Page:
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Nicholson says NHS managers ‘in denial’, Scottish cancer wait times missed and why a problem shared really is halved

A round-up of the health news headlines on Wednesday 26 June.

The BBC is reporting today on comments from Sir David Nicholson made to MPs, in which he admits a ‘culture of denial’ when it comes to handling complaints to the NHS and that managers were more concerned with maintaining their reputations and meeting targets than responding to the needs of patients.

Sir David reportedly added that while a ‘dramatic’ transformation is now taking place in the organisation in the wake of scandals, management is dragging its heels. He said: ‘The leadership of the NHS – not everywhere – is having difficulty coming to terms with that and is slightly behind it.’

Elsewhere The Herald reports that cancer treatment wait targets have been missed in Scotland, according to latest figures. Over the first quarter of the year, eight out of 14 regional boards failed to meet the target of 95% of patients starting cancer treatment within 62 days of urgent referral. Overall, 94.4% were treated within this time, but the rate was 90.2% for NHS Highland and just 83.3% in Orkney.

A Scottish Government spokeswoman said: ‘In this last quarter, 94.4% of those urgently referred started treatment within 62 days, although this is against a target of 95%, over half of these patients started treatment within only 37 days. While the target was only missed by 0.6%, we are working closely with boards to help improve their performance.’

And over at the Daily Mail is the story that talking to others about problems releases the ‘happiness’ hormone oxytocin, perhaps underlying the old adage that ‘a problem shared is a problem halved’.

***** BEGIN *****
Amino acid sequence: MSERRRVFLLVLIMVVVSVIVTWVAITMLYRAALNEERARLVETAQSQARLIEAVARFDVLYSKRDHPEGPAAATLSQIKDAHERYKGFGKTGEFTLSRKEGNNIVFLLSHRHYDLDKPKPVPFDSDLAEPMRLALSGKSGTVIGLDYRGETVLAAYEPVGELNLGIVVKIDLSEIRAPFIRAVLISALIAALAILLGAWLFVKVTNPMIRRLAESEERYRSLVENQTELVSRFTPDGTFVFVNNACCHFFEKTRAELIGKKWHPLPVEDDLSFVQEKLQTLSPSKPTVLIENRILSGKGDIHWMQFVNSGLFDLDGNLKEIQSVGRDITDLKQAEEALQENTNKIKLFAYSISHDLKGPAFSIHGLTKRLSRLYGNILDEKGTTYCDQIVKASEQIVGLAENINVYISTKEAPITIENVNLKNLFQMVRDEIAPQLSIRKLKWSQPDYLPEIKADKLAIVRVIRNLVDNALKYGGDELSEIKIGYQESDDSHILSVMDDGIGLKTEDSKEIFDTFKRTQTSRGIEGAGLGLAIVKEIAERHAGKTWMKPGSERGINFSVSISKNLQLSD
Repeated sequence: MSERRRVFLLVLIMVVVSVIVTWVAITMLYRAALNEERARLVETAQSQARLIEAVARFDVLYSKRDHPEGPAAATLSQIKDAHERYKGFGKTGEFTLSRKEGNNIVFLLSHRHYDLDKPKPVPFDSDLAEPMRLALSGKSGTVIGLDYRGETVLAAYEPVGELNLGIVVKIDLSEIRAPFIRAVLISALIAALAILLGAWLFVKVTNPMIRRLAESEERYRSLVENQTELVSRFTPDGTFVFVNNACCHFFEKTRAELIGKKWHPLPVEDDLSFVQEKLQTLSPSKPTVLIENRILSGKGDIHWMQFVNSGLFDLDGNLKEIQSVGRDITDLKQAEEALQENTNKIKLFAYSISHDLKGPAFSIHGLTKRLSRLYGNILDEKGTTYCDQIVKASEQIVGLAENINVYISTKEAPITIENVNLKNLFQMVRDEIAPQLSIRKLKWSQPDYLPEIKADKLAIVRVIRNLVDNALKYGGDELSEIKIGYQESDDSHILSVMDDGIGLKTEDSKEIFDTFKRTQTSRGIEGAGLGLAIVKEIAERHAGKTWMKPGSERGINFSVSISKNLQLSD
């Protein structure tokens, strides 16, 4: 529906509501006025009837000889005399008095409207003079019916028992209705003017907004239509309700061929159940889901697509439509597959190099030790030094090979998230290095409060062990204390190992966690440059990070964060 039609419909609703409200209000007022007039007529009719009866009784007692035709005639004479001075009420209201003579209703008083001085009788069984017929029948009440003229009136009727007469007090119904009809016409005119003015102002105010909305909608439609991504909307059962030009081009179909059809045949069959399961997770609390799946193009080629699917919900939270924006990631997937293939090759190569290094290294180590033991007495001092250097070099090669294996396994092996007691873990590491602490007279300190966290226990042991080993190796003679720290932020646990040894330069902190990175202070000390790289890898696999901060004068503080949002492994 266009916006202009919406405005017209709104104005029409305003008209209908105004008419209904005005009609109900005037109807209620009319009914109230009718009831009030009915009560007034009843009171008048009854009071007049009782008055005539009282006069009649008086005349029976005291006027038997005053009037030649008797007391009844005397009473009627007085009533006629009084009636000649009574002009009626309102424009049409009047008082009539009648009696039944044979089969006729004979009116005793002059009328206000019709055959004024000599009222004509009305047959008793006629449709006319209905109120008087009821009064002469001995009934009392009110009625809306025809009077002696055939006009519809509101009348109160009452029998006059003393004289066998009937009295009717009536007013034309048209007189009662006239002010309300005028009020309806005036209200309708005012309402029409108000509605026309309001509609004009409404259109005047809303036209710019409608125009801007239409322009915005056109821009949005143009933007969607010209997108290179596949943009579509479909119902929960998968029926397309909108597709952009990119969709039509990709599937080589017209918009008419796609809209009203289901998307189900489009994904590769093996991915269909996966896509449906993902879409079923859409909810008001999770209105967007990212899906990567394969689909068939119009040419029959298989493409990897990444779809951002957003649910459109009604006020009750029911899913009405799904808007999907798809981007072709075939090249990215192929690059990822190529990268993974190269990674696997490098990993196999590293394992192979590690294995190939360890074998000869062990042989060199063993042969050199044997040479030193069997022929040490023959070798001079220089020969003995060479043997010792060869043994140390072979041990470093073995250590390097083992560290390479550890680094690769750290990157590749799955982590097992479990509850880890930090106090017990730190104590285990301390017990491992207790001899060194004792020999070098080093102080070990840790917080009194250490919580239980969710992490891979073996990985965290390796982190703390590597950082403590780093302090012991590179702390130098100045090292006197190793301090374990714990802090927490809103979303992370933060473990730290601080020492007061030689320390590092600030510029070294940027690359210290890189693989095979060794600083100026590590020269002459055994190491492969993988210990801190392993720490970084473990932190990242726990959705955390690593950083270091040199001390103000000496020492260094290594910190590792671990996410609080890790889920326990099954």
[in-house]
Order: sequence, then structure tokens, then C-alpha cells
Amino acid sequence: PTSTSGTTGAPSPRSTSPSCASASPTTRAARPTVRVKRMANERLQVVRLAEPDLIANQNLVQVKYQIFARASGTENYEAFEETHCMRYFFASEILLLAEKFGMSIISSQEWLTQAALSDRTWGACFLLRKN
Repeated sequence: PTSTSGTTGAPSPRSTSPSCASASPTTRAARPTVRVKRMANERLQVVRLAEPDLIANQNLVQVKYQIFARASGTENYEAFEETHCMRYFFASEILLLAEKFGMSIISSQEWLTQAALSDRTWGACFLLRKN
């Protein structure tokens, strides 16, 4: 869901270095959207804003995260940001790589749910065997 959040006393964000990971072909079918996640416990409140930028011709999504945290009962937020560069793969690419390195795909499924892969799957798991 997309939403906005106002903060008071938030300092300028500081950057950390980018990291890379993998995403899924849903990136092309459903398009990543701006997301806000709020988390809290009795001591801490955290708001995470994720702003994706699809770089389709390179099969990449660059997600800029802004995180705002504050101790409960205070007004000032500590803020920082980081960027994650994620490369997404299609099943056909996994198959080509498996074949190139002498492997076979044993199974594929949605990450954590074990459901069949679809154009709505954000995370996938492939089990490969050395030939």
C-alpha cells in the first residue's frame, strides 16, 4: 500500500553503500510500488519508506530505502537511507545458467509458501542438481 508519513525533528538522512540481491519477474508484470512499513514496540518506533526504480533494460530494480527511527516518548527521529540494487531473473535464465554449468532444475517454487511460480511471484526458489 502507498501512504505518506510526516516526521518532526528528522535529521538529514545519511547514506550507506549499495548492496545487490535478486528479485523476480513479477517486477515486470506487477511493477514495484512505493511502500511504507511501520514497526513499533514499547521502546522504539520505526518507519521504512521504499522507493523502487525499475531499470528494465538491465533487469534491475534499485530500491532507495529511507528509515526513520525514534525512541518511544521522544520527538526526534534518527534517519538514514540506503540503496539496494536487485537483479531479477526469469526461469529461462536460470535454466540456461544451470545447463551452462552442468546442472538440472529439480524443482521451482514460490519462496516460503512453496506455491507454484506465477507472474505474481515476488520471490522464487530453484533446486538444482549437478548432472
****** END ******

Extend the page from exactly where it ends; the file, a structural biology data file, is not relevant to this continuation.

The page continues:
Canadian researchers set up a simulated conversation for 100 study participants so that they would feel social rejection – or being snubbed.  They gave a nasal spray containing oxytocin to half the people before the conversation, while the other half received a placebo spray.

Among people who reported feeling particularly distressed after being snubbed, those that sniffed the oxytocin were more likely to report trusting in other people afterwards than those who used the placebo spray. In contrast, the oxytocin had no effect on people who were not emotionally affected by the rejection.

Oxytocin is linked to emotional bonding and the researchers believe it promotes reaching out and befriending others. They say their findings could help people with mental health conditions characterized by high levels of stress and low levels of social support, such as depression.

Co-researcher Christopher Cardoso said: ‘If someone is feeling very distressed, oxytocin could promote social support seeking, and that may be especially helpful to those individuals.’



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